How Augusta National almost hosted Olympic golf

·5 min read

The year was 1992, and it was a heady time in the city of Atlanta. The City Too Busy To Hate had just won the right to host the 1996 Olympic Games, and everyone involved with the Olympic bid was dreaming big: new stadiums, new revenue, new sports.

Billy Payne, then the chairman of the Atlanta Committee for the Olympic Games, came up with a bold idea: Why not host an Olympic golf tournament at Augusta National Golf Club? Two hours east of Atlanta, Augusta National was — and, of course, remains — one of the world’s best-known, and most exclusive, golf clubs.

Once a year, the club opens its doors for the Masters — and, more recently, a tournament for amateur women — but other than that, it stands, silent and inscrutable, behind ivy-covered walls.

"But what if?" Payne wondered. What if the club decided to open its gates to the entire world? What if one of the most famous venues in all of American sports welcomed in players from the entire spectrum of nations?

Augusta National members agreed with the idea. As host nation, the United States would get the right to add sports to the Olympic slate, and so golf could return to the Olympics for the first time since 1904. Payne and then-Augusta National chairman Jackson Stephens hosted an event at the club in October 1992 to whip up momentum for the idea.

"Guests were given trinkets adorned with the familiar Augusta National logo, but featuring the five Olympic rings inside the Augusta flag," Golf Digest wrote at the time, creating what are surely some of the most valuable Augusta collectibles in existence.

Visions of green jackets and IOC members mixing and mingling under the great oak beside Augusta National’s famed white clubhouse swirled … until reality intruded.

Augusta National once nearly hosted an Olympic event. (Photo by Augusta National/MillerBrown/Getty Images)
Augusta National once nearly hosted an Olympic event. (Photo by Augusta National/MillerBrown/Getty Images)

"If golf is on the Olympic program, then maybe Augusta is not the place for it," Anita DeFrantz, president of the United States Olympic Committee Executive Committee and a member of the International Olympic Committee, told the New York Times in 1992. "The competition should happen where the world is truly welcome, before and after the Olympics. With the privilege of hosting the event comes a responsibility."

At the time DeFrantz spoke, Tiger Woods’ first, foundation-shaking Masters victory was still five years in the future. And Augusta National was still 20 years away from admitting its first female members.

"Augusta does not have exclusionary rules," countered Payne at the time. "They meet the competitive requirements of all the governing bodies. … Besides, [the Atlanta Committee] will be running the tournaments. When we open up this prestigious course to both sexes and to all races and religious backgrounds, Black inner-city kids are going to see Blacks, Indians and Asians playing on a course that is so magnificent, so beautiful. They're going to say, 'I don't have to grow up to be 6-foot-10 to play basketball.’ They can play golf."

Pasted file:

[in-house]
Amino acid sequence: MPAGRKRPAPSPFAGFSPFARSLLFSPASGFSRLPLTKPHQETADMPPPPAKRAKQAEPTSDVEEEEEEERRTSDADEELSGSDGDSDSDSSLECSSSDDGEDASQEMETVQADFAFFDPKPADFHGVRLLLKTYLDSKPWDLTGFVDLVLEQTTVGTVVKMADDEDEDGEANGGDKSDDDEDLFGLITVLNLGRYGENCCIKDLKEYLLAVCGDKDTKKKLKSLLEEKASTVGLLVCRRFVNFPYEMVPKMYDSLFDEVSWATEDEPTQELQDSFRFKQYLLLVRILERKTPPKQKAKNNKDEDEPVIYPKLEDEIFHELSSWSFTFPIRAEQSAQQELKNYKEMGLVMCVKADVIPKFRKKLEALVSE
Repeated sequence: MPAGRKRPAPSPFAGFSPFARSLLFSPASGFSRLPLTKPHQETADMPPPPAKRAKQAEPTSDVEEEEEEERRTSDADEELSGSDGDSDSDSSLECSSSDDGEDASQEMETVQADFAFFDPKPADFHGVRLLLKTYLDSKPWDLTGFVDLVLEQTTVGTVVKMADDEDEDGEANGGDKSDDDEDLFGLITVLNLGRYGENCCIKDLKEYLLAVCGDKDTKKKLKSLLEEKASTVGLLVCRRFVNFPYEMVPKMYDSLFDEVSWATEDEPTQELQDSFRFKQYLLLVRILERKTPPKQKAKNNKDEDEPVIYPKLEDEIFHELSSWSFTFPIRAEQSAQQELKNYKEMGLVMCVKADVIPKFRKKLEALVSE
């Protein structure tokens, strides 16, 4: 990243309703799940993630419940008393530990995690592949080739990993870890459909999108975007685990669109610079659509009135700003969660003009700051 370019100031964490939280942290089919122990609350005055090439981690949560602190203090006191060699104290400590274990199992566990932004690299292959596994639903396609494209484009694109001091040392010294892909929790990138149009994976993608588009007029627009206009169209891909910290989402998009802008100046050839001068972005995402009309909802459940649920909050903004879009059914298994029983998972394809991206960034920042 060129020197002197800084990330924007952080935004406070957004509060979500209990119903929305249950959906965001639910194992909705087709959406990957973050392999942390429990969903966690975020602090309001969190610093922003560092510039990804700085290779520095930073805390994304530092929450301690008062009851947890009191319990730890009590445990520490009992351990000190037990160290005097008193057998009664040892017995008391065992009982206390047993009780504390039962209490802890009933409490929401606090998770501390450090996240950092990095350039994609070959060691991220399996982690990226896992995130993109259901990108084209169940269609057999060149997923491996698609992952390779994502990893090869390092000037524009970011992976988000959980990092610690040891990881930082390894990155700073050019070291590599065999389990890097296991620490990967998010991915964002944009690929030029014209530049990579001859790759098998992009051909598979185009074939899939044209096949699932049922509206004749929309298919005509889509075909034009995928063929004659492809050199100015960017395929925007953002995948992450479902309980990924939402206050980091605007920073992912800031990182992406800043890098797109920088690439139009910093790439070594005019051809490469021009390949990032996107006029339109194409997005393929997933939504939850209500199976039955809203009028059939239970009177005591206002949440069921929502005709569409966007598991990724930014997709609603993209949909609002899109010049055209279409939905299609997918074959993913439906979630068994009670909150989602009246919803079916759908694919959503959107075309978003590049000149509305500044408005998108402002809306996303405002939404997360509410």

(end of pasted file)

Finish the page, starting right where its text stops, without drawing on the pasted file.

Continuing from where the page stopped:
The question then became one of past versus future. The Atlanta City Council passed a resolution asking the IOC and what was then known as the U.S. Olympic Committee to look elsewhere for a golf host site. City councilman Bill Campbell, a future Atlanta mayor, called Augusta National "profoundly inappropriate, given the historic lack of any Black, Jewish or other minority members."

Others tried to spin that indisputable history as a positive for the future. Then-LPGA commissioner Charles Mechem took the approach that opening closed doors was preferable to going elsewhere. "Our feeling is that the way to advance the cause for equality is precisely to go to places where women haven't been allowed to go before."

The Olympics were fresh off the astounding success of the Dream Team and the arrival of professionals in the Games. But IOC officials were dubious that golf’s biggest names — at that time, players like Fred Couples, Nick Faldo and Davis Love III — would attend, and the players themselves didn’t particularly seem excited by the idea.

So after a hot start, the Augusta National-in-the-Olympics plan bogeyed its way through the back nine. In January 1993, Payne admitted defeat, withdrawing the proposal for golf to join the Olympics in 1996.

Things worked out for him, though. After shepherding the Atlanta Olympics to completion, he not only was invited to join Augusta National, he became its chairman in 2006. While in charge, Payne oversaw multiple significant changes to the club, most notably the admission of female members. The expansion of the Masters’ television contract and the creation of a new Masters-inspired video game also both occurred during Payne’s tenure. The club has since made many more efforts at progressive outreach, a tacit admission that what worked well enough for Augusta in the past doesn’t work so well for the future.

Golf, meanwhile, finally reached Olympic status in 2016 at the Rio Games, where Justin Rose won the first gold medal in more than a century. The sport is already on the slate for the next two Summer Games, where it will be played at Le Golf National in Paris and Riviera Country Club in Los Angeles. Outstanding venues, both, but Olympic golf at Augusta National would have been something special. 

Billy Payne, seen here in 2015, couldn't quite bring the Olympics to Augusta. (Ross Kinnaird/Getty Images)
Billy Payne, seen here in 2015, couldn't quite bring the Olympics to Augusta. (Ross Kinnaird/Getty Images)

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Jay Busbee is a writer for Yahoo Sports. Follow him on Twitter at @jaybusbee or contact him at jay.busbee@yahoo.com.

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